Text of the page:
Martin Hunter, a Charlotte bankruptcy attorney and accomplished pianist with a gifted ear and streak of mischief, died unexpectedly on June 7, 2017 while vacationing with his family in Hawaii. He was 58.
Born George Martin Hunter in Aiken, S.C., on January 11, 1959, the older of two sons of the late Carl Doering Hunter and Doris Jean Martin Hunter, Martin lived most of his life in North Carolina, where family, friends, music, books and the law were central to his life. His family and friends universally marveled at Martin’s unquenchable curiosity and deep knowledge of religion, politics and history.
And for the joy he built into his life – and brought to theirs.
Martin grew up in Asheville, and as a boy thought he wanted a career as a professional musician. He’d shown an early aptitude for piano, able to play by ear using perfect pitch. In high school, he was twice selected by the prestigious Brevard Music Center to take part in a six-week summer program for emerging musical talent.
He decided to forgo his senior year at Asheville High School and left for Boone to pursue his passion for music by spending a year in a special music program at Appalachian State University.
After that year, Martin decided not to make a living as a professional musician and transferred to Davidson College, where he graduated in 1980 with an English degree.
Yet he did not leave music behind. At Davidson, Martin used his musical skills and knowledge of liturgical music to earn “spending money,” playing organ on Sundays at St. Alban’s Episcopal Church near campus.
After graduating, he moved to Charlottesville, Va., where he was business manager for the University of Virginia’s Daily Cavalier newspaper and the organist and choirmaster for the Olivet Presbyterian Church.
The Olivet choir loved Martin, and the family cherishes the engraved cups the choir gave him before he left Charlottesville for Winston-Salem to attend law school at Wake Forest University.
Graduating with his law degree in 1986, Martin moved to Charlotte, developing his bankruptcy law practice after clerking for federal Judge George R. Hodges, then the U.S. bankruptcy judge for the Western District of North Carolina. He spent the next three decades helping financially stressed people and small businesses work through legal problems and create fresh starts.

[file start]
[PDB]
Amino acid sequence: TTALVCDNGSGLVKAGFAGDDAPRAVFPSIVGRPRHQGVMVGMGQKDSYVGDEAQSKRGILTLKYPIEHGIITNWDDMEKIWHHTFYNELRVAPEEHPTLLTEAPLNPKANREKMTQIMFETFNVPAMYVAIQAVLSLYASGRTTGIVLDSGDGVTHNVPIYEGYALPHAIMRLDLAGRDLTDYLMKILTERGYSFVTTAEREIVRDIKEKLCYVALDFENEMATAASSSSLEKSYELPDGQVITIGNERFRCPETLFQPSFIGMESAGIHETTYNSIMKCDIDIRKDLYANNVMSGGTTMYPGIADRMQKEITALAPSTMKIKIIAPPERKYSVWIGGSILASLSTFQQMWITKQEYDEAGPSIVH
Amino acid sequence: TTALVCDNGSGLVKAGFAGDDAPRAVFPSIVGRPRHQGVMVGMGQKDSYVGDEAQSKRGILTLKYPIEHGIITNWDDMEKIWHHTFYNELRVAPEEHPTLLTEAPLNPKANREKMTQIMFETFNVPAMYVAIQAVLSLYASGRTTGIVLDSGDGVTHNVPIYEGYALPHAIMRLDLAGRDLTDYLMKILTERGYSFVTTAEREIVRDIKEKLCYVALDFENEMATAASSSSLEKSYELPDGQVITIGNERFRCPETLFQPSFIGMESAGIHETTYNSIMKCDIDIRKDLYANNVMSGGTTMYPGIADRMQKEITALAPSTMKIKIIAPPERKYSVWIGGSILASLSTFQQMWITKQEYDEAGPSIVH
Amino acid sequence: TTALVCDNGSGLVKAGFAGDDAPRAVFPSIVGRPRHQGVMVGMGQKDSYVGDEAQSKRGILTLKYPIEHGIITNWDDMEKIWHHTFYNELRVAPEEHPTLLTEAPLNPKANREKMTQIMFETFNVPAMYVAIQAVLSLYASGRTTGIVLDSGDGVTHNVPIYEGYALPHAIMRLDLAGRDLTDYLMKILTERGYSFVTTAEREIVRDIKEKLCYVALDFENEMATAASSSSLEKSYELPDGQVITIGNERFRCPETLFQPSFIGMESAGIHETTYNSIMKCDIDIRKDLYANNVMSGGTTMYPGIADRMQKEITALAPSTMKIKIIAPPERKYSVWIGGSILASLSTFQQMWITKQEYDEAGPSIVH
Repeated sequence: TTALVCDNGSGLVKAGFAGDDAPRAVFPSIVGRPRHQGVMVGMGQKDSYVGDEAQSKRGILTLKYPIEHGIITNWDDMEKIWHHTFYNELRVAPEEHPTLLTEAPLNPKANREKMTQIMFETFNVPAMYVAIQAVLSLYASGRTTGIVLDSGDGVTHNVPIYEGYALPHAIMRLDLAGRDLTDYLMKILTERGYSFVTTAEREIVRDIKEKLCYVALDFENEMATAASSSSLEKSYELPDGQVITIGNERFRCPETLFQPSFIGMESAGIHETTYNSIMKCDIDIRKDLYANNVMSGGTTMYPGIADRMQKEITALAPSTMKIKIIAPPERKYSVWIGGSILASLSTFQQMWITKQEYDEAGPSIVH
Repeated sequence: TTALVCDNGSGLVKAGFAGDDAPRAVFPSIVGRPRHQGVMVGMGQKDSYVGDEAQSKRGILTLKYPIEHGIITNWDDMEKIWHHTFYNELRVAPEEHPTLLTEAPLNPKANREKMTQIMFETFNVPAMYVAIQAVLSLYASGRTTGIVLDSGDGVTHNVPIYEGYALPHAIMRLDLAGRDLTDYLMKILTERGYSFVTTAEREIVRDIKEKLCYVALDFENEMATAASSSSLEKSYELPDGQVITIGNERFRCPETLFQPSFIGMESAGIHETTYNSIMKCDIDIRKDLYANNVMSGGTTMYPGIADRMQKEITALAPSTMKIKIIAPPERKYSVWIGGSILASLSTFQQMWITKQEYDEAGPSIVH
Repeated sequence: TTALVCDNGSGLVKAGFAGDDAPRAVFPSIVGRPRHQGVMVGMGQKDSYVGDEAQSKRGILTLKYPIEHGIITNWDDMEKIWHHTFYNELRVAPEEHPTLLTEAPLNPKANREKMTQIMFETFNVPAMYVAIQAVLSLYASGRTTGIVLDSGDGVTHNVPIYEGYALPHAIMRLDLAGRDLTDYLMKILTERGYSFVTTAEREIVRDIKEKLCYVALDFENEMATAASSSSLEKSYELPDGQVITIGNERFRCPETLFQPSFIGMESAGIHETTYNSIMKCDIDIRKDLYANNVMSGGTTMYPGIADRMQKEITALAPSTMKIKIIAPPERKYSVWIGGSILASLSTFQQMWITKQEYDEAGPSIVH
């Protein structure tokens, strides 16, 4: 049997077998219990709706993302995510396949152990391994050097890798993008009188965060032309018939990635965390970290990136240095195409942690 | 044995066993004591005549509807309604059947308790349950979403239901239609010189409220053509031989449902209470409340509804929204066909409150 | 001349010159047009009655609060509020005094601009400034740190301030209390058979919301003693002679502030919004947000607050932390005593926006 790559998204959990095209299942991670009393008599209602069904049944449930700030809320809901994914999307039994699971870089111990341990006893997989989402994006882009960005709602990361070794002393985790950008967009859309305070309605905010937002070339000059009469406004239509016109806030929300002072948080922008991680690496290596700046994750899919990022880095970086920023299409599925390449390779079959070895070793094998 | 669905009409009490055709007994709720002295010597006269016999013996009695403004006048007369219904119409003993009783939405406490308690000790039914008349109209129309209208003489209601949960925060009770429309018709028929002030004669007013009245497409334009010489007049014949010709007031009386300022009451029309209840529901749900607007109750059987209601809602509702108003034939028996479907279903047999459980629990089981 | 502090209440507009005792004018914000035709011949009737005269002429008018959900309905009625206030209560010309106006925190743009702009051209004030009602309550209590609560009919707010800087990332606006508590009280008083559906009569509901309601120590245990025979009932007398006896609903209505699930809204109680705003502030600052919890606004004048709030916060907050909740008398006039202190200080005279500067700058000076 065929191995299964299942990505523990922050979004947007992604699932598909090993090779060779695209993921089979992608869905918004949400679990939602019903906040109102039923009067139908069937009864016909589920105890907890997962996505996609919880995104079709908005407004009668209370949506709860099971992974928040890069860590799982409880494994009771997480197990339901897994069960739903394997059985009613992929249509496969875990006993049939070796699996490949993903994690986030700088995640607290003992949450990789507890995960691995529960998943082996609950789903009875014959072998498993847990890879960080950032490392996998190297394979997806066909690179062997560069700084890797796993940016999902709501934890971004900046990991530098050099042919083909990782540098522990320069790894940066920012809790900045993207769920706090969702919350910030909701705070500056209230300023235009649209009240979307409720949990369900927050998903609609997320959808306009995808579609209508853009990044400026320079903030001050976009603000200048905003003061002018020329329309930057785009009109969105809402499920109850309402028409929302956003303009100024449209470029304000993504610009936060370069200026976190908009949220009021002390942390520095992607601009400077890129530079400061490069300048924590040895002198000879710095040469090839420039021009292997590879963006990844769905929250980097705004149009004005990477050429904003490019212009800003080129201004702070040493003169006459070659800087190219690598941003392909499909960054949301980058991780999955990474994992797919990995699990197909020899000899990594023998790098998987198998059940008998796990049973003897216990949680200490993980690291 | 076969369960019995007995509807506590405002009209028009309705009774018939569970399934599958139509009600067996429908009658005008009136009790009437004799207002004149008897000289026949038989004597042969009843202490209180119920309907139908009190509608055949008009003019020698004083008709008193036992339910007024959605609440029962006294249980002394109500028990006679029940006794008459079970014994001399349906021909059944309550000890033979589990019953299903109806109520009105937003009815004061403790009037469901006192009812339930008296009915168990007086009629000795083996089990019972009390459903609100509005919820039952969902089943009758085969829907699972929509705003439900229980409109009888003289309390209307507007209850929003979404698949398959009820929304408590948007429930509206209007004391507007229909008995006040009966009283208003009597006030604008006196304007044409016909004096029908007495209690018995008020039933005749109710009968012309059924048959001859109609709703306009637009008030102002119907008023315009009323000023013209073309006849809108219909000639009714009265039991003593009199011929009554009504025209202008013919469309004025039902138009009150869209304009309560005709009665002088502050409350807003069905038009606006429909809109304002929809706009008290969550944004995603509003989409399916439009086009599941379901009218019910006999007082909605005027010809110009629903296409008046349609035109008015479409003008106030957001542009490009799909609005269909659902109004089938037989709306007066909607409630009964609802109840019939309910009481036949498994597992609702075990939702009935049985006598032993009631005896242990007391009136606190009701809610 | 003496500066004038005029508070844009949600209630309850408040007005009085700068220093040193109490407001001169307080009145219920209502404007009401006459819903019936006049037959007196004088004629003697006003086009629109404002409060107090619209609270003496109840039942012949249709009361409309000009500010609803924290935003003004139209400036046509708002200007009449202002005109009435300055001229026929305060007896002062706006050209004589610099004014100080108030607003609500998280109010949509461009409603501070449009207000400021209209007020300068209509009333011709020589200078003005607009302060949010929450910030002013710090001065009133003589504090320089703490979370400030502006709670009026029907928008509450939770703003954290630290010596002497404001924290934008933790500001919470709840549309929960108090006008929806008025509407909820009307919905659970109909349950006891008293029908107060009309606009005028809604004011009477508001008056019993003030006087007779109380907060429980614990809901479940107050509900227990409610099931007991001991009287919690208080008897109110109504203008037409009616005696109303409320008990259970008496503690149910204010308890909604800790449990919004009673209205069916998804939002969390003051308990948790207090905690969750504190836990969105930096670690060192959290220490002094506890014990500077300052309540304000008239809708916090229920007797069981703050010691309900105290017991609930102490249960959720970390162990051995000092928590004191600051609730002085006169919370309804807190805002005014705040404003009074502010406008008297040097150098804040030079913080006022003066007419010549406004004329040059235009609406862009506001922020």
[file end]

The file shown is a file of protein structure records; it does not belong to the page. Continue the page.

His clients appreciated his keen legal knowledge, his practical judgment and sure-footed advice. They loved him for his tireless commitment to their cause and his graceful, discreet way of reducing or waiving his fees for clients unable to pay for his legal advice.
In 2007, he was surprised and honored to receive the Mecklenburg County Bar’s Lawyer Referral Service Award for his willingness to serve clients of limited means. His generosity and compassion for the less fortunate came naturally.
As a teenager in Asheville, Martin was an Eagle Scout, scouting’s highest honor, and received scouting’s Order of the Arrow leadership award. Martin took seriously the teachings of Matthew 25: “Truly I tell you, whatever you did for one of the least of these brothers and sisters of mine, you did for me.”
It was a lesson he carried through his remarkable life in Charlotte, and that he practiced at Charlotte’s First Presbyterian Church, where he served as a Deacon and Elder and added a tenor voice to its choir. In that choir Martin met Donna Jenkins, who eventually became his trusted and devoted legal assistant for many years. There he also was introduced to the love of his life, Charlotte lawyer and Fayetteville native Cathy Thompson.
When Martin and Cathy married in 1990, Bob Ivey, First Presbyterian’s organist and choirmaster, traveled with an octet from the choir to Southern Pines to sing at their wedding. The octet honored Martin and Cathy by singing the Lutkin Benediction, “The Lord Bless You and Keep You,” reserved for very special occasions.
Soon Martin and Cathy were the proud parents of son Paul and daughter Elizabeth. The four formed a tight bond, born of principle, discipline, humor, respect and kindness. Despite all of Martin’s accomplishments, his wife and two children dominated his pride. There never was a more dedicated, loving husband and father. He put his family’s needs first each day.
The routine times with family – cooking Saturday morning breakfast with Elizabeth, taking Paul to concerts Martin wouldn’t have chosen to go to, and having coffee and conversation each morning with Cathy – gave his family comfort and joy. Cathy, Paul and Elizabeth especially treasure memories of family trips in recent years to Santa Fe, Bryce and Zion national parks and Vancouver.
They have also loved their time with extended family and friends at the beach, especially Kiawah Island, Sunset Beach and Emerald Isle.